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California’s sweeping SB 863 workers’ compensation reform is working for the most part, but some of the savings may not materialize thanks to pressure on the system, according to Dave Bellusci, executive vice president, chief operating officer and chief actuary at the Workers’ Compensation Rating Bureau.

According to the report in the Insurance Journal, Bellusci was speaking recently on the state’s workers’ comp system at the Golden Gate Chapter of the Chartered Property Casualty Underwriters Society during the group’s “All Industry Day.” The group held their daylong conference at the Delancey Street Conference Center. Also addressing the large group of insurance professionals at the conference was Alex Swedlow, president and chief executive officer of the California Workers’ Compensation Institute. Both men talked about the state’s workers’ comp reform law, Senate Bill 863, passed at the end of 2012 and implemented last year.

Among the host of changes the bill made was to establish an independent medical review process. IMR takes the process of reviewing cases that were elevated from utilization review away from a process that included judges and other members of the workers’ comp community and puts it in the hands of doctors. The IMR process was projected to produce a savings of $400 million related to administrative costs. However, that was assuming that between 50,000 and 60,000 disputes would make it to IMR each year. But many more cases have been going to IMR, according to Bellusci.  By WCIRB’s estimates more than 14,000 IMR cases are being brought each month, putting the system on pace for more than 170,000 cases for the year. “We think the administrative costs are probably not going to materialize if they stay at this level,” Bellusci said.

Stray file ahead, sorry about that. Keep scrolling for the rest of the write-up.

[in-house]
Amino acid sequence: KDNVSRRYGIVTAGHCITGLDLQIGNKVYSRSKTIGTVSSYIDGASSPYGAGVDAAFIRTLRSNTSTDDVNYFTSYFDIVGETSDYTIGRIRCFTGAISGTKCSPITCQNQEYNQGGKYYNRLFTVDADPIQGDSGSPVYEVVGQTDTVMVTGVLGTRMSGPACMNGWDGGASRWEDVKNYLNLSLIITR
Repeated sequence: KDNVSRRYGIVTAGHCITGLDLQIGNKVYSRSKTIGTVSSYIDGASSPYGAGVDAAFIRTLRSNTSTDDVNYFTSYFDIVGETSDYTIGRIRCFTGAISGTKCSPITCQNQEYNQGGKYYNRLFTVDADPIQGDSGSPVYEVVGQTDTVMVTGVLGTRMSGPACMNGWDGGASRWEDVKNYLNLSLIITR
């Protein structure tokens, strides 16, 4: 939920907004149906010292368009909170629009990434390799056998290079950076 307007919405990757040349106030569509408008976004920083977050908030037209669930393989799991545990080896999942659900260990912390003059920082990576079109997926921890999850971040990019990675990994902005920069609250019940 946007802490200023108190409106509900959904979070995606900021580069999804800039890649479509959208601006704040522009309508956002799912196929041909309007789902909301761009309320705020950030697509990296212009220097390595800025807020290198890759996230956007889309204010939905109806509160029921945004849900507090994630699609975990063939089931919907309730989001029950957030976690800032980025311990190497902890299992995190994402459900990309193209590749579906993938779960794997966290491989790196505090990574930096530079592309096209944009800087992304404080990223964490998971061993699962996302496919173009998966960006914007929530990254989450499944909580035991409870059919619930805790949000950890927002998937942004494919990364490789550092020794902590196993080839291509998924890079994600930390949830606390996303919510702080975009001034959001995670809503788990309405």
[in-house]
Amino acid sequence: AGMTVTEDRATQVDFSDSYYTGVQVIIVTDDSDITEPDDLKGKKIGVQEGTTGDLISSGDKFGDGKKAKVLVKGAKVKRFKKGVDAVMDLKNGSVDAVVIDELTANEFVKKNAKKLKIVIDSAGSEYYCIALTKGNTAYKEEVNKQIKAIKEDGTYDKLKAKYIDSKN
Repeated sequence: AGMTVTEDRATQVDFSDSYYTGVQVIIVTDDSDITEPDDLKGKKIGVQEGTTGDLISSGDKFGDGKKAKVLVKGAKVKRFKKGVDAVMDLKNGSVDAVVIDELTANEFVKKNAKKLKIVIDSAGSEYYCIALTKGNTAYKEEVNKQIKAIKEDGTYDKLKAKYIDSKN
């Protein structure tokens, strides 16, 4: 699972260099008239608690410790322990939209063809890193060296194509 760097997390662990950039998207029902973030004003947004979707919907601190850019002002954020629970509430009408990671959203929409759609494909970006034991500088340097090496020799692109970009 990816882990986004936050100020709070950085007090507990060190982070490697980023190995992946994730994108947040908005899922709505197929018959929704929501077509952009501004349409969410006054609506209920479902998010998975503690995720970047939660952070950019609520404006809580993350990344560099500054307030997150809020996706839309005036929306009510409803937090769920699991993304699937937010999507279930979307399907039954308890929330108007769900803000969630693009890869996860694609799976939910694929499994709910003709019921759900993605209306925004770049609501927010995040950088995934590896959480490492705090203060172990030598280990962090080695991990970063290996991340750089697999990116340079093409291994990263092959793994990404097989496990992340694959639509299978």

According to Swedlow, other than that, the new system seems to be working as intended. Based on the medical treatment utilization schedule or other guidelines, 75 percent of all treatment requests are being approved at the initial level without further review, according to Swedlow. Out of the one-fourth of cases that get elevated for further review, slightly more than 23 percent of the time that treatment is either modified or denied, he said. When it’s all added up, that means less than 5 percent of requests are either modified or denied, Swedlow said.

One trouble spot for Swedlow in both the new and the old systems is that pharmacy costs continue to dominate. According to Swedlow, 43 percent of utilization reviews are over pharmacy spending and more the one-third of IMRs are for pharmacy. Much of the pharmacy spending in workers’ comp comes from physicians prescribing opioids, Swedlow said. According to him, 30 percent of the pharmacy spending goes to Schedule II and Schedule II opioids. Nearly half the Schedule II opioids, like morphine and oxycodone, are being prescribed for minor injuries, Swedlow said, adding that the opioid problem has become worse across the U.S. each year. “This is truly an national epidemic,” he said.

Another epidemic that continues to impact workers’ comp is obesity, which may become a bigger problem for the system he said. Swedlow fears that a decision in June 2012 by the American Medical Association House of Delegates reclassifying obesity as “a disease state” may elevate the cases of injured workers who are obese. With obesity reclassified as a disease, medical providers may feel a greater responsibility to counsel obese patients about their weight, or if treatment for a compensable injury causes significant weight gain, Swedlow said. “We feel thanks to AMA obesity may move from being treated as a comorbidity to a compensable injury,” Swedlow said.